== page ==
But when my symptoms got worse, I realized that I was only fooling myself. I decided to stop eating these processed foods altogether. It was a real turning point for me.

I had to do undo about 6-10 years worth of social influencing, marketing, and lifestyle habits. I had to look at the places we often cling to as forums for conversation – cafes and ice cream shops – differently than I once did and ask myself: why do these places mostly sell sweets and carbs? Because they’re cheap to stock and profitable.

Sugars and grains can last for a very long time and often don’t need refrigeration. Salmon and bell peppers have finite shelf lives and need to be kept cold. So businesses look for cheap options that can be transported and stored easily. 

Dr. William Davis describes in Wheat Belly that we used to only eat seeds of grass in periods when it was hard to find vegetables and meat, because they could be stored during times of famine. We’re not even supposed to be eating them. 

Many food businesses will add extra sugar and salt to their products so that you’ll buy them again and again. They don’t promise a healthy meal. They promise a good time (think about Coca Cola ads). They’re not looking out for me, so I need to look for me. I want to know exactly what I’m eating. 

I wasn’t planning on making a lifestyle change when I became sick, but it’s taught me so much about how we can take care of ourselves. It turns out that the restricted diet I’m on for my dysbiosis might be the one I should be on forever. (I’m on the Whole30 program and paleo diet by default, so I reckon it’s not a bad way to go.)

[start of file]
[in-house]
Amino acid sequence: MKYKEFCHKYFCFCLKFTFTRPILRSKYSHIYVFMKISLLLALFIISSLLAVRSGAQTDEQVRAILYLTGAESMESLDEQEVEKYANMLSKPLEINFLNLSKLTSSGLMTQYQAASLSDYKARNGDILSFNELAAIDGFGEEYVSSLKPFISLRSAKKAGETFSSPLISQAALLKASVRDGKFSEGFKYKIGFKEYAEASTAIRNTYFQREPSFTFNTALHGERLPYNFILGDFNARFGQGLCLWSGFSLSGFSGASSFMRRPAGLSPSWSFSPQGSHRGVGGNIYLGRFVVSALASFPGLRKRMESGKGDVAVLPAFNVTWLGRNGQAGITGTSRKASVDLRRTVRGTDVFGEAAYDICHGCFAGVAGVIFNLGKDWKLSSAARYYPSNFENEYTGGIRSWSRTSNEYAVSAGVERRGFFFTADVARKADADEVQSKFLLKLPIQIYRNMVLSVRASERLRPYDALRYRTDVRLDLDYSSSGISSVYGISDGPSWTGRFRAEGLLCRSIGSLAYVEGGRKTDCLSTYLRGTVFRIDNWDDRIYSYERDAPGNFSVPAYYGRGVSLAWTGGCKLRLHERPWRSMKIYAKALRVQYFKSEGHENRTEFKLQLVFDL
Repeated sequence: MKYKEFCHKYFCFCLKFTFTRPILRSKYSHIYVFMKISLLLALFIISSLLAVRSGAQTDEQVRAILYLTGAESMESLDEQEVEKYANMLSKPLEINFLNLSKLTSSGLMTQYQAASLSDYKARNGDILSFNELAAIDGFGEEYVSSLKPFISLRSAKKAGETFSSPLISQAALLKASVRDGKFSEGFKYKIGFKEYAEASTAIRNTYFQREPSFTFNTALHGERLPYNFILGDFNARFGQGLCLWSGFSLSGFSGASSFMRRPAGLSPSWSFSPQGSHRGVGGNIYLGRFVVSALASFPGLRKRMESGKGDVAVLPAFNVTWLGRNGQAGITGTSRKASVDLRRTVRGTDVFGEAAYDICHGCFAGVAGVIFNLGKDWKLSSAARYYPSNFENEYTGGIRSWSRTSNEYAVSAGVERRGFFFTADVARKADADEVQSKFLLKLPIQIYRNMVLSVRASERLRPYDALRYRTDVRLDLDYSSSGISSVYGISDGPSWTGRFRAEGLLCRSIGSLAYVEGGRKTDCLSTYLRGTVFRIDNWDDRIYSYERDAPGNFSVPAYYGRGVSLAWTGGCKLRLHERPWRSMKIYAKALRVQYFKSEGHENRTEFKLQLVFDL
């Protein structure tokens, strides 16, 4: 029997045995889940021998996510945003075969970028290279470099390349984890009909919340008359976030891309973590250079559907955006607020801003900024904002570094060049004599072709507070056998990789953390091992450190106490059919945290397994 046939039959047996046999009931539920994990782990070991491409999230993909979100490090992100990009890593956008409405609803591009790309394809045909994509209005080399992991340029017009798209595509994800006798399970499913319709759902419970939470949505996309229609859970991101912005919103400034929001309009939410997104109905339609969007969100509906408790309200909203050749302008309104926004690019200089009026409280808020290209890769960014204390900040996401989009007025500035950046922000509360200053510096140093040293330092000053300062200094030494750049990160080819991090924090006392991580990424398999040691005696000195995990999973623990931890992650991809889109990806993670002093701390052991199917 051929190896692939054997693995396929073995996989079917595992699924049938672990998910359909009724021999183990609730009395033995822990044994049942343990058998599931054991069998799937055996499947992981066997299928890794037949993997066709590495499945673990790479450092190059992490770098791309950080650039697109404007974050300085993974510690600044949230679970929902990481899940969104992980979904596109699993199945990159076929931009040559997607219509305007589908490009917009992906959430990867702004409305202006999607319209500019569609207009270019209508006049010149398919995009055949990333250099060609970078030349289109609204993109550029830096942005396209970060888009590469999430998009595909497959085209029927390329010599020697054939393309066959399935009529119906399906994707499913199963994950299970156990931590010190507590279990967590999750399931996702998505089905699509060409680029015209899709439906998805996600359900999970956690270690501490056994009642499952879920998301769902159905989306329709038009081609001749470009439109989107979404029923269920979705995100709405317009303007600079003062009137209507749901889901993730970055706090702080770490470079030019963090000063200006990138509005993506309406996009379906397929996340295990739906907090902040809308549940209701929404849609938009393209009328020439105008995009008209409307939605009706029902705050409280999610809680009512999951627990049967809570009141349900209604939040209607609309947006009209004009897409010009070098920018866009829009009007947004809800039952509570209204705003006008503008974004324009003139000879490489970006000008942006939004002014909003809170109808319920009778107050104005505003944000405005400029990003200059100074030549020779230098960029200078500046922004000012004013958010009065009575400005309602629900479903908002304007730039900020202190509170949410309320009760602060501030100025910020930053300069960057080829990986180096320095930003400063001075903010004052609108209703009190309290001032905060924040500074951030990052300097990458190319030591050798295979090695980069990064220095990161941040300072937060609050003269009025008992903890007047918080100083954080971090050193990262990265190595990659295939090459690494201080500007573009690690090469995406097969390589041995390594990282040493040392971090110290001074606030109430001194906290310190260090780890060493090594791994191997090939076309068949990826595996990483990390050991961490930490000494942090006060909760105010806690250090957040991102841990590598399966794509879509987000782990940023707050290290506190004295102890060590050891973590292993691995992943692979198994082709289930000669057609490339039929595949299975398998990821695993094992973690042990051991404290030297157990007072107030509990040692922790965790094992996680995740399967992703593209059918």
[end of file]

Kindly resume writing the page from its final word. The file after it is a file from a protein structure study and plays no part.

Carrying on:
It’s been 3 months, since I’ve had any processed foods or added sugars. While, I still crave carbs and sugars from time to time, I no longer feel sad about not being about to have them. I feel more okay about sticking to my choices, which are exactly that. I can have all the sugars and grains in the world if I want, but I know that they’ll worsen my dysbiosis.

Even if I recover 100% from dysbiosis, I would still refrain from my former way of eating. This isn’t about getting back to the way I used to be, this is about living better. So it you’ll excuse me, I’m off to make my plate of shrimp, tomatoes and zucchini. 



Processed with Rookie

Meaghan Nolan, the founder of UX Lab, said to me this week during a General Assembly event something to the effect of: “For my parents’ generation, the mantra in life was to work hard. You got to where you wanted to be by working hard. In our generation, working hard just ensures that you’ll be overwhelmed. We can’t just work hard, we need to focus.”